Family Thanksgiving pictures? The closest we got to that were pictures of the grandkids helping their mommy make the cinnamon buns and taking pictures of the kids modeling the Thanksgiving paper hats they’d colored.

Now tell me the truth…was your Thanksgiving more like ours or more like the picture perfect scenes you see on tv commercials and magazine ads?

I think I know the answer already. And I really wouldn’t want it any other way. After all, it’s our family, and that’s just how it is!

And if you’re wondering how my husband was able to handle all this after his heart procedure two days ago, well, that’s another story, for another time. While we wait for it to be rescheduled now that the insurance company has FINALLY sent the doctors their approval! Things do work out for the best after all. Because Thanksgiving day would have totally worn him out.

And now it’s on to getting ready for Christmas. And there’ll surely be more stories and memories to cherish.

Being Thankful 2021

(Be sure to read through it all for a surprise at the end.)

It’s almost Thanksgiving again. We’re all trying to plan our meals, figure out who will join us at our feast, as well as what everyone can bring. 

We’re trying to figure out how to prevent arguments at these family and friends dinners because, well, some of you don’t get along with each other that well, and have such uncompromising ideas that you’re afraid dinner will turn into a battleground.

People are already complaining that the cost of our traditional Thanksgiving meal is too high. We can’t get this or that and we just can’t have our dinner without it.

People are complaining that many retailers who traditionally opened after dinnertime for an early start on Christmas shopping won’t be doing it this year. They’re actually letting their employees have off to spend time with THEIR families instead of trying to deal with pushy shoppers who complain that what they stood in line to buy is gone already! 

It just isn’t fair! 

Who said life is fair? Who said we have to have certain things for dinner because it’s tradition? Is Thanksgiving going to be ruined if we have to eat chicken instead of turkey? Not, it’s not quite the same, but you do have food on the table.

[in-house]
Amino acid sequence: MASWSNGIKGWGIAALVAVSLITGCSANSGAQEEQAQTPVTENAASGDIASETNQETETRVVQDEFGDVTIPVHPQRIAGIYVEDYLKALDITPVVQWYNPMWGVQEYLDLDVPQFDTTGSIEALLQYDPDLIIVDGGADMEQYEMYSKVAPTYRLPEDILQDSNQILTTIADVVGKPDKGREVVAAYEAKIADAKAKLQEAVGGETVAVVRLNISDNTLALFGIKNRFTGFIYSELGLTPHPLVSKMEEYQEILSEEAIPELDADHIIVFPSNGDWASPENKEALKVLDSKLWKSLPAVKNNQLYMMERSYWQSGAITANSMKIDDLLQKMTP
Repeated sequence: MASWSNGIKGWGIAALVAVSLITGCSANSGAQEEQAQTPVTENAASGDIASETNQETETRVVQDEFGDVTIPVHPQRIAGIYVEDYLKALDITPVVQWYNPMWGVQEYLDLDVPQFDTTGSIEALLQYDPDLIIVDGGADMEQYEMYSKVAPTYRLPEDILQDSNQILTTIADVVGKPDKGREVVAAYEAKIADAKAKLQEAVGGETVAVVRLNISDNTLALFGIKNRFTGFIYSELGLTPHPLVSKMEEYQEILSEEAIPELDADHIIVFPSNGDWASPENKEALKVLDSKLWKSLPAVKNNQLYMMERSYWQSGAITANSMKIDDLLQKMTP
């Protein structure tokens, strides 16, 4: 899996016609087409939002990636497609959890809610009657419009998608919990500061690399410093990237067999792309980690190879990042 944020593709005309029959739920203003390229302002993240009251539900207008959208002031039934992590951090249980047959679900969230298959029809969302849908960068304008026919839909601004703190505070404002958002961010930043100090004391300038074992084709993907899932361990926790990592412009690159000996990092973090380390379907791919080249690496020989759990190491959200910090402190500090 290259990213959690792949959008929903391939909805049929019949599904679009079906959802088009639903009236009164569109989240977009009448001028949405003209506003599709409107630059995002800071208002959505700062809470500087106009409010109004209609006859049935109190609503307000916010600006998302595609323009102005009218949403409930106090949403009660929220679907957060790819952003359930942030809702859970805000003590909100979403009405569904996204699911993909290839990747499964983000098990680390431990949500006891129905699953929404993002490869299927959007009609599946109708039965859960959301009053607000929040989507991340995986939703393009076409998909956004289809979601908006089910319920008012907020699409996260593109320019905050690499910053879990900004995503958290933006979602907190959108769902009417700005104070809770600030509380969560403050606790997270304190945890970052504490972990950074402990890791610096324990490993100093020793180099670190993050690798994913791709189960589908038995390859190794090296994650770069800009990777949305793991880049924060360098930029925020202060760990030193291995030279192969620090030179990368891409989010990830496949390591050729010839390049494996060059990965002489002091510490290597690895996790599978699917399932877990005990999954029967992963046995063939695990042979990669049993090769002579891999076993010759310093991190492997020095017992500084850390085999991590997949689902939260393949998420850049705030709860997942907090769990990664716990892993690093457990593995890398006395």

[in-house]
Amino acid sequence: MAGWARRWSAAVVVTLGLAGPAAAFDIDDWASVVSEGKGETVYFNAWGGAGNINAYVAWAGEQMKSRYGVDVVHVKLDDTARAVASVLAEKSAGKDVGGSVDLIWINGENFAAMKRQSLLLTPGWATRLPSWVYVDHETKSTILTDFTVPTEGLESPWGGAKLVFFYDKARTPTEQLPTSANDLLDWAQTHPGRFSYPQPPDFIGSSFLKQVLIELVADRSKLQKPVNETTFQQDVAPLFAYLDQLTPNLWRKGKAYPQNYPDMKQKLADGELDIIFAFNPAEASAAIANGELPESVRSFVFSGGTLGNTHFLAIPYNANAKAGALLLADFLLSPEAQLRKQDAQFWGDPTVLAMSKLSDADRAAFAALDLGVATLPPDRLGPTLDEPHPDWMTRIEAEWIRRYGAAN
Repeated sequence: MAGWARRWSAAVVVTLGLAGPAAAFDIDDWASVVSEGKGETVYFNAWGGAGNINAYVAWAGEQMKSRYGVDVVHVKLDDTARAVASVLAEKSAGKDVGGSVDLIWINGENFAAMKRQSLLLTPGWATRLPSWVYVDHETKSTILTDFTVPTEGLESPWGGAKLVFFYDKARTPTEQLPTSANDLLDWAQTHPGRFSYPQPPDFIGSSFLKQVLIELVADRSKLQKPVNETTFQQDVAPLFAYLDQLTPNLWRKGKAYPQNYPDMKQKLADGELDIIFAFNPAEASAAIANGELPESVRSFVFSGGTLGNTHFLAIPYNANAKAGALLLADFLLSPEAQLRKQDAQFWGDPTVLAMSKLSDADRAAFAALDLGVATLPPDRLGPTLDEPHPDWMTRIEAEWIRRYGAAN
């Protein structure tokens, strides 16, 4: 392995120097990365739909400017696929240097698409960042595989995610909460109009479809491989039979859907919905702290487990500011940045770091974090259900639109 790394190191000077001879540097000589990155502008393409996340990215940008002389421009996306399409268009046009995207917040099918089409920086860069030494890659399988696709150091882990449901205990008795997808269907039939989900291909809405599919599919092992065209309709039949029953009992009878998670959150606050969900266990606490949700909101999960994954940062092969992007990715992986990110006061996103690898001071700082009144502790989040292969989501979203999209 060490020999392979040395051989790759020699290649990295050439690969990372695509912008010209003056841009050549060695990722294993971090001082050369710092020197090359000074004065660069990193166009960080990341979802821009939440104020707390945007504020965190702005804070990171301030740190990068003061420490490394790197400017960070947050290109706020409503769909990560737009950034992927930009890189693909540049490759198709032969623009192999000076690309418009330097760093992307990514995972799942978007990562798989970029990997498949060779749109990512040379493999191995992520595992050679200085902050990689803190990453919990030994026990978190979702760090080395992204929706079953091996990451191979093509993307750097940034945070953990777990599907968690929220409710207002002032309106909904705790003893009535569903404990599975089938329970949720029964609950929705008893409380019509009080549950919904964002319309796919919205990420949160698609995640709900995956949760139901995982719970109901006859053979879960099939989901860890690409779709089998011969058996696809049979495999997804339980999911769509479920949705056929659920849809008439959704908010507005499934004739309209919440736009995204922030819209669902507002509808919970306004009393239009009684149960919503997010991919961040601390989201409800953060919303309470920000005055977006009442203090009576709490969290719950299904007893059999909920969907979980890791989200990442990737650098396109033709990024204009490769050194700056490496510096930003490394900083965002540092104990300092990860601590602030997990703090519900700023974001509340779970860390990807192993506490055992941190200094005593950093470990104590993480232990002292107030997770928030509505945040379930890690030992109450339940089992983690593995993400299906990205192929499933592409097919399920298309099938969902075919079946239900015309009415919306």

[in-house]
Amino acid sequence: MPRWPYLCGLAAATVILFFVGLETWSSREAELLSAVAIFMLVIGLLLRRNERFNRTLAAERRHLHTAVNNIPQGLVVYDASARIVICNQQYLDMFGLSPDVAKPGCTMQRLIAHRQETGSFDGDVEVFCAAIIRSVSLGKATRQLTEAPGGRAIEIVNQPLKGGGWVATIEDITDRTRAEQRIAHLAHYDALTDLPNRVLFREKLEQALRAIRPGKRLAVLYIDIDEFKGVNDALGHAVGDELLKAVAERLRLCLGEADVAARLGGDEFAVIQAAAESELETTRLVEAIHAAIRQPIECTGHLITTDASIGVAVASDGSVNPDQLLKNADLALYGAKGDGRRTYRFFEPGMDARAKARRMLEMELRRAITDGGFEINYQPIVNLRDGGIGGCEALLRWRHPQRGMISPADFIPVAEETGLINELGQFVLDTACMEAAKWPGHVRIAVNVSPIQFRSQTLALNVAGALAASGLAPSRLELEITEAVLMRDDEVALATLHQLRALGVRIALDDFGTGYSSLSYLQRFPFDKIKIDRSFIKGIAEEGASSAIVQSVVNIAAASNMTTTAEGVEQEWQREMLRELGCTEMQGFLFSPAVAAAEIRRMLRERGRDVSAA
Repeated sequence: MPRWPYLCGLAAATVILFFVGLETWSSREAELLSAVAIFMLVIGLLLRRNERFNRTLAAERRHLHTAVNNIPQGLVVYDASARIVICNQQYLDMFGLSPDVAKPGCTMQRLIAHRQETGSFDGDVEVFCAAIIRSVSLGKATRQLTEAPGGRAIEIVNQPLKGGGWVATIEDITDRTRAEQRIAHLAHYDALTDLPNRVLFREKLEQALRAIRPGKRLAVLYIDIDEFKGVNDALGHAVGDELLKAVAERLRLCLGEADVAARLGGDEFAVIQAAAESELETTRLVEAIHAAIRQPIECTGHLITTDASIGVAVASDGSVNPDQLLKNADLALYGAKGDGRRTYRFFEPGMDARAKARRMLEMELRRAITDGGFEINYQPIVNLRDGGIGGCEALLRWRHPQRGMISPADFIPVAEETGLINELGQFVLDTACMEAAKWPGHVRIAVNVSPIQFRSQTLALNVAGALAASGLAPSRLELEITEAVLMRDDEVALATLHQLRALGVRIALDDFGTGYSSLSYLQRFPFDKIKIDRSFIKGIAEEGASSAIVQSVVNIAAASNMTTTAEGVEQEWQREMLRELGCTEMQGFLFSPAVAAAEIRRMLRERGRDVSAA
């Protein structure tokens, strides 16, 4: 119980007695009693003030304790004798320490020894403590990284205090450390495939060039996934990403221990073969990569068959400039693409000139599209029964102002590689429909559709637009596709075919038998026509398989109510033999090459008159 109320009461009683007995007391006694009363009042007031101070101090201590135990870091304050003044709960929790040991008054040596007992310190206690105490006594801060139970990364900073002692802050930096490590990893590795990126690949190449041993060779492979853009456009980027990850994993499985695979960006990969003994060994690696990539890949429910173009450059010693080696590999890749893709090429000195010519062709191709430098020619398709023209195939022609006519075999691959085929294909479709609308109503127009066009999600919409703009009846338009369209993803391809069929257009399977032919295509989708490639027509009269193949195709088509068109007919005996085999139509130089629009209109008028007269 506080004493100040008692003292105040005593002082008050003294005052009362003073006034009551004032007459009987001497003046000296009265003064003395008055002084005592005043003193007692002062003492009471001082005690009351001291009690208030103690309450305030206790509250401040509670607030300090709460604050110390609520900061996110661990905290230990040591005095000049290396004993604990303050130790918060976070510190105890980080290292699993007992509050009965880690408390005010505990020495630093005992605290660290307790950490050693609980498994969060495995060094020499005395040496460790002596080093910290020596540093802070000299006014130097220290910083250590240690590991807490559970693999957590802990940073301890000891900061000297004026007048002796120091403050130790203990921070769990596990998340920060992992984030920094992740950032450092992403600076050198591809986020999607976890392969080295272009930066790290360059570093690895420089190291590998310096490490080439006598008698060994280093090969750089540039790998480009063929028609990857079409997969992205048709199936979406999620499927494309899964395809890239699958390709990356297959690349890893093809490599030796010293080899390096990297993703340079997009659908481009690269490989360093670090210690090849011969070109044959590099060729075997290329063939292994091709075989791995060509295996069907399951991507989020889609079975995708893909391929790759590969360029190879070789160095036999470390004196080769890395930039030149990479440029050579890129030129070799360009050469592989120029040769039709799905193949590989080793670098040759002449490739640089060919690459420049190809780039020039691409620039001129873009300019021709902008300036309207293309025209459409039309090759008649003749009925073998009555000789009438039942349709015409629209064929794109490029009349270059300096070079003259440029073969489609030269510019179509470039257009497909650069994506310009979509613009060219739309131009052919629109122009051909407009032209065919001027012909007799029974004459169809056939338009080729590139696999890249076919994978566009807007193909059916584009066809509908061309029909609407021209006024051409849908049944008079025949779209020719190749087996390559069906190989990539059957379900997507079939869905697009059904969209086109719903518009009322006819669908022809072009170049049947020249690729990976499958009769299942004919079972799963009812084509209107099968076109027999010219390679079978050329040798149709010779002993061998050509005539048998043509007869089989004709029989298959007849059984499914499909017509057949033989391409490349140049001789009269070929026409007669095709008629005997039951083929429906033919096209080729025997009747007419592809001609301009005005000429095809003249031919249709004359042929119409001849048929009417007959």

You don’t want to have certain family members there because you don’t agree with them on certain things? Maybe they don’t agree with you either. Maybe you can agree to disagree for one day and leave that conversation out of your day?! Or maybe you can just forget about them this year. But do you really want to do that?

Maybe things will be different next year and you can see them then. Or maybe they won’t be around any more and you’ll never get the chance to be with them again.

Tomorrow is not promised. Next week is not promised. And next year is not promised.

When we start making holidays, say Thanksgiving for a start, only about the food and who’s cooking it, and what we can or can’t have, there’s a problem.

When we make Thanksgiving about who we don’t want as our guests instead of welcoming family members to join us for a time of fellowship, gratitude, and thankfulness, there’s a problem. When we refuse to go to our family Thanksgiving dinner because some one or two people we don’t want to see will be there, and give up going and being with others we love, there’s a problem.

When your traditional after Thanksgiving dinner early Christmas shopping can’t happen because retailers decided to give their employees off to enjoy their own families, there’s a problem.